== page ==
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Cutthroat Trout

The cutthroat trout, Montana’s state fish, lives in cold, clear mountain water. Although native to the state, it’s been outcompeted by invasive brown and brook trout, and interbred with rainbows, and its population is severely diminished from its historic range. Yellowstone cutthroat are native to the Yellowstone River watershed. The westslope cutthroat, a subspecies of the Yellowstone cutt, is native west of the Continental Divide and in some watersheds on the east side. 10 – 18.”

Mountain Whitefish

Although this bottomfeeder is not considered a desirable gamefish, they generally inhabit the same cold streams and rivers as trout in southern and western Montana do. They spawn in the fall, scattering their eggs in gravel beds. 10-18.”

Arctic Grayling

Rare in the lower 48, but found in the upper Big Hole River and in parts of northwestern Montana. It was originally a stream fish, but now lives mainly in mountain lakes where it was stocked, according to 10-18.”

Pallid Sturgeon

The pallid sturgeon is the larger of the two species of sturgeon east of the Continental Divide in Montana. It can grow to 60 pounds. Because biologists know so little about this rare species, it’s a Montana Fish of Special Concern, is on the Federal Endangered Species List and is the subject of ongoing FWP research. Pallid sturgeon inhabit the lower Yellowstone River during spring and summer, and during fall and winter migrate to the Missouri River below the confluence with the Yellowstone.

Flathead Lake Monster

With relatives in Vermont, Scotland, New Brunswick and Patagonia, this prehistoric aquatic creature is native to Montana, and roams all parts of Flathead Lake. It was first seen in 1889 from the lake steamer U.S. Grant, skippered by Capt. James C. Kerr. Sightings of the large creature have been documented in every decade since.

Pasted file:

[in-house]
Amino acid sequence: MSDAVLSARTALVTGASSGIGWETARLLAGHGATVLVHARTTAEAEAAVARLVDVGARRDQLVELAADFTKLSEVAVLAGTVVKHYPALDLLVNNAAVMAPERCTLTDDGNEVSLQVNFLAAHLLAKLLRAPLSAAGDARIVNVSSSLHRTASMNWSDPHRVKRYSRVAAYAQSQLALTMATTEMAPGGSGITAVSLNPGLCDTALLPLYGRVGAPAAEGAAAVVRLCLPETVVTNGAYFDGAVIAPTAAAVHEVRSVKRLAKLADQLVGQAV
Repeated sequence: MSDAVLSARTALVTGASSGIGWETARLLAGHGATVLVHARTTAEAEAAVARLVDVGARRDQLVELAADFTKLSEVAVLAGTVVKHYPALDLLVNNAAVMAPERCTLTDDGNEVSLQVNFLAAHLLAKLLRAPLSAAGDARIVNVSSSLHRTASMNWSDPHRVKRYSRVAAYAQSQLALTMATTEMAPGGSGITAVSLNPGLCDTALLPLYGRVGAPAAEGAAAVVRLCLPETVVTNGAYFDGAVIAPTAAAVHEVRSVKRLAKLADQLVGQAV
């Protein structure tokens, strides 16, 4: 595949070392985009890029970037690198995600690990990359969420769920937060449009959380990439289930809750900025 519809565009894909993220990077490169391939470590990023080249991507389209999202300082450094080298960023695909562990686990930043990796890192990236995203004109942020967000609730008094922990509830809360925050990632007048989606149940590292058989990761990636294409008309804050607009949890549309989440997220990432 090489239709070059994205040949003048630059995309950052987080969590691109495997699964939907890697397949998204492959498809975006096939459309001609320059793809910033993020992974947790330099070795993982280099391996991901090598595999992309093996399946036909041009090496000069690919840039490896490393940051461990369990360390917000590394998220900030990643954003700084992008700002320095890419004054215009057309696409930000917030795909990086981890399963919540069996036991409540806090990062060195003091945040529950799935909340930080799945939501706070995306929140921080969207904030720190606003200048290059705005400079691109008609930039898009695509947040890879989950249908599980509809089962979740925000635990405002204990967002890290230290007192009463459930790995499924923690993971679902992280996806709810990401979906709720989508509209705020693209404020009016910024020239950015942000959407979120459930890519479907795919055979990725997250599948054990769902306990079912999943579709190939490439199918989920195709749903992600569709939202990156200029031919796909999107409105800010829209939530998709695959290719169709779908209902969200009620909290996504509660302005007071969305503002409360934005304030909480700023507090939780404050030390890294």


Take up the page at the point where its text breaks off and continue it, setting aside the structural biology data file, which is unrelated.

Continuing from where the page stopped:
Brown Trout

These fish evolved in Europe and western Asia, and were introduced to Montana in 1889 in the Madison River. Browns live in most of Montana, generally in lower gradient, larger streams than cutthroat and rainbow, and also in reservoirs. They are “great competitors and generally are more tolerant of dewatering and other environmental disturbances than other trout species,” according to the Montana FWP. Brown trout spawn in gravel redds in the fall, which gives them an advantage since their spawning and incubation period is outside irrigation season. 12-20 inches is typical size, and the state record is 29 pounds.

Rainbow Trout

The rainbow trout is Montana’s number one game fish – the state record is 33 pounds, and fish up to 10 pounds are common in some fisheries. Only the rainbow trout of the upper Kootenai River are native, and the rest were introduced in the late 19th century. The state has stocked hundreds of millions of rainbow in the last 100 years, according to the FWP Field Guide. Rainbow trout inhabit ponds, reservoirs, lakes and streams, and eat plankton, aquatic and terrestrial insects, and occasionally smaller fishes. They spawn in early spring in running water.

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